Kobe Bryant Key in Lakers' Winning Formula

Kobe Bryant is still able to win games for the Los Angeles Lakers, but is their formula for success entirely too dependent on no. 24?

The Los Angeles Lakers are 3-15 for the 2015-16 NBA season, and Kobe Bryant has played a significant role and minutes in all three of their wins.

Truthfully, Bryant didn't have a massively instrumental role in the Lakers' win over the Brooklyn Nets, as New York's other team played horribly bad to remain win-less at the time. However, Bryant poured in 31 minutes on that occasion, which equaled his season high at the time.

In the Lakers' second win over Detroit and the third win over Washington on Wednesday, Bryant logged 36 minutes of game time. Both times, he played the full fourth quarter. Against the Detroit Pistons, no. 24 flirted with a triple-double by finishing with 17 points, eight rebounds and nine assists. The 37-year-old guided his young team to victory and then took the next night off to rest his aging body.

Apparently, Bryant did more than rest, as he claimed on Wednesday, that he had been doing extra conditioning for a couple weeks, and his legs appeared to finally feel strong in the nation's capital.

"The legs feel really good right now," Bryant said on TWC SportsNet after Wednesday's win. "I pushed it really hard over the last two weeks in training and running, and my legs are starting to catch up to that right now, so they feel pretty good."

Against the Washington Wizards, Bryant poured in 31 points in 36 minutes, including two clutch game-winning buckets. On Wednesday night, Bryant scored two go-ahead buckets in the final minute, and the second of those buckets gave the Lakers the lead for good. Seemingly, the Lakers need Bryant to play like an all-star to get wins, which makes sense considering the heavy minutes he's playing and the point at which he's playing them, i.e. the full fourth quarter.

However, before alarm bells go off, Lakers coach Byron Scott is not idly sitting by and just watching his retiring superstar wear out. After the game, the coach relayed that Bryant stayed in the game past the point at which Scott would normally pull him, but the Lakers managed to run plays that did not put the ball in Bryant's hands for a bulk of the time down the stretch.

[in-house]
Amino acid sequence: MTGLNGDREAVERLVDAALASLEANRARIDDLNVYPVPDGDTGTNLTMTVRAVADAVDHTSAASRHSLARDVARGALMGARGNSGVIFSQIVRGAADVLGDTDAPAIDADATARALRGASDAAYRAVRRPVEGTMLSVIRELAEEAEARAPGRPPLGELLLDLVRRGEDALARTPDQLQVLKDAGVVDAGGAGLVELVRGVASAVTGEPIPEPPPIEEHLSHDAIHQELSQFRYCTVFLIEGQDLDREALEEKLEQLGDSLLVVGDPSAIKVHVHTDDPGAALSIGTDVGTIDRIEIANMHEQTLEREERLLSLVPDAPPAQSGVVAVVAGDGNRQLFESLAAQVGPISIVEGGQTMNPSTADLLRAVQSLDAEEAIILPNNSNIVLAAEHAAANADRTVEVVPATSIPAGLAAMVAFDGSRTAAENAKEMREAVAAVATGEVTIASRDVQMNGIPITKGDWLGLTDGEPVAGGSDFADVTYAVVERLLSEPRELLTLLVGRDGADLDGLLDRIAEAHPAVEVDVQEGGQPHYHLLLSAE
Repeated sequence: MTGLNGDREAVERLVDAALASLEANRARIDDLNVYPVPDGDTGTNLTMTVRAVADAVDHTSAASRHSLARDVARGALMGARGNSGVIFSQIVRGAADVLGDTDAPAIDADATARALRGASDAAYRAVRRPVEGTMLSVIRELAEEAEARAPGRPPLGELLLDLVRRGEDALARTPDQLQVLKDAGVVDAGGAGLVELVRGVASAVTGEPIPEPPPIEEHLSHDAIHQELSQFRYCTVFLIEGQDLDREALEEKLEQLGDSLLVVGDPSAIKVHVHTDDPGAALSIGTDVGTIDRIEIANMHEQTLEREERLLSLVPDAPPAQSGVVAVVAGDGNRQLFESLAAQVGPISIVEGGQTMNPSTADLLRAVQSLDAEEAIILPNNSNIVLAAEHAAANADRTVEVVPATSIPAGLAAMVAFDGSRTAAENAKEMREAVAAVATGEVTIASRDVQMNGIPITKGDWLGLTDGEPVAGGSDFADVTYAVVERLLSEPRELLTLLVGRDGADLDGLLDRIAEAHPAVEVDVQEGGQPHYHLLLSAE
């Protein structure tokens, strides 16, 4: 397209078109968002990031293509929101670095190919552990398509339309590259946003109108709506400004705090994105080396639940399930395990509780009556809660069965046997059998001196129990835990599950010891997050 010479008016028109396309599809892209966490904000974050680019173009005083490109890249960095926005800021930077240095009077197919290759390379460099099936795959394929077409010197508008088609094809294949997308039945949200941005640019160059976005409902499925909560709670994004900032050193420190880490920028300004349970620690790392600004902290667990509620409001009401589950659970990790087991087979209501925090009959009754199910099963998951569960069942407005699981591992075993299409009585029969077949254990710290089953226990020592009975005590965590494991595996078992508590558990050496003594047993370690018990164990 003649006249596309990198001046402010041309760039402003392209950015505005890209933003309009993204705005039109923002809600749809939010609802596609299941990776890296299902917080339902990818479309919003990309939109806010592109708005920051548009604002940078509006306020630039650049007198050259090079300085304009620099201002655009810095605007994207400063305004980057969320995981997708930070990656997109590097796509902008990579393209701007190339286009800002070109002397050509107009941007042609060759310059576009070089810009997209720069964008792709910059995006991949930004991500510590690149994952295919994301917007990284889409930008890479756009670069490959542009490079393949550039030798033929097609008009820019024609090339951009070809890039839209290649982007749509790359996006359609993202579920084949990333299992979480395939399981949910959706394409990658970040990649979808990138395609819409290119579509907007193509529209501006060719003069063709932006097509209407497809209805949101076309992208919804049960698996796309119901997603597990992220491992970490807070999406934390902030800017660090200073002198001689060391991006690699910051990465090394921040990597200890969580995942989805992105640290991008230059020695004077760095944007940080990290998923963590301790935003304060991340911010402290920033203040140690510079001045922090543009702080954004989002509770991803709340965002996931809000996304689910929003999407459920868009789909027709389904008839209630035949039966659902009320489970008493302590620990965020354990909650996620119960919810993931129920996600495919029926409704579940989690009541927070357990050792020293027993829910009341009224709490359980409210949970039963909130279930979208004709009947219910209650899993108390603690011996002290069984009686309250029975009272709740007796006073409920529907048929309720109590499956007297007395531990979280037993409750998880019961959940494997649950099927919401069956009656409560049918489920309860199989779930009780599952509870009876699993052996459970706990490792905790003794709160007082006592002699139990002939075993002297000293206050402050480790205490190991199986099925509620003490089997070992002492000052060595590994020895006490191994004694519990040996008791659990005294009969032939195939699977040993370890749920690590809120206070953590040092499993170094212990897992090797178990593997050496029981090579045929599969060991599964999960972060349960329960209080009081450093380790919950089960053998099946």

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"Really, until the last couple possessions, we went away from (Bryant)," Scott said after the game. "The last couple of minutes, tried to get (the ball) to (Bryant) just in case they foul so he can make the free throws and just so he can do what he does."

Likely, staying on the court allowed Bryant to avoid stiffening up on the bench, which has been a complaint for the 37-year-old recently. Also, the Lakers going away from Bryant conserved energy that the 20-year pro needed at the end of the game. As an additional benefit, the young Lakers, particularly Jordan Clarkson and Julius Randle, earned valuable opportunities to make plays in the fourth quarter of a game.

When the final two minutes came around, though, the Lakers changed their game plan. Bryant got the ball. Despite playing on the second night of a back-to-back and in the fourth game in five days (in four different cities), Bryant managed to hit a deep three-pointer that signaled his legs felt good. Then, he delivered on a game-winning fallaway jump shot, which confirmed that the plan had worked and that his legs had responded.

Of course, the Lakers' thin squad needs Bryant playing well to win games. However, he is not doing it out there on an island. In Brooklyn, the youthful trio of Julius Randle, Jordan Clarkson and D'Angelo Russell combined for 46 points. Against Detroit, Clarkson scored 18 points, and Nick Young caught fire for 13 points off the bench. Against the Wizards, Randle, Russell and Clarkson again combined for 46 points, with the fresh 21-year-old Randle grabbing 19 rebounds in the game. Lou Williams also deserved as mention, as the scoring guard added 12 points and accounted for seven of the Lakers' 18 steals.

Essentially, the Lakers' formula for win relies as heavily on Bryant being special as it does on the young kids performing and at least one of the veterans off the bench providing a necessary boost. Exactly how many wins this formula yields remains to be seen. So far, the Lakers are 3-15, but considering Bryant is getting his legs back and the kids should only get better, the next 18 games should result in more than only three victories--should.

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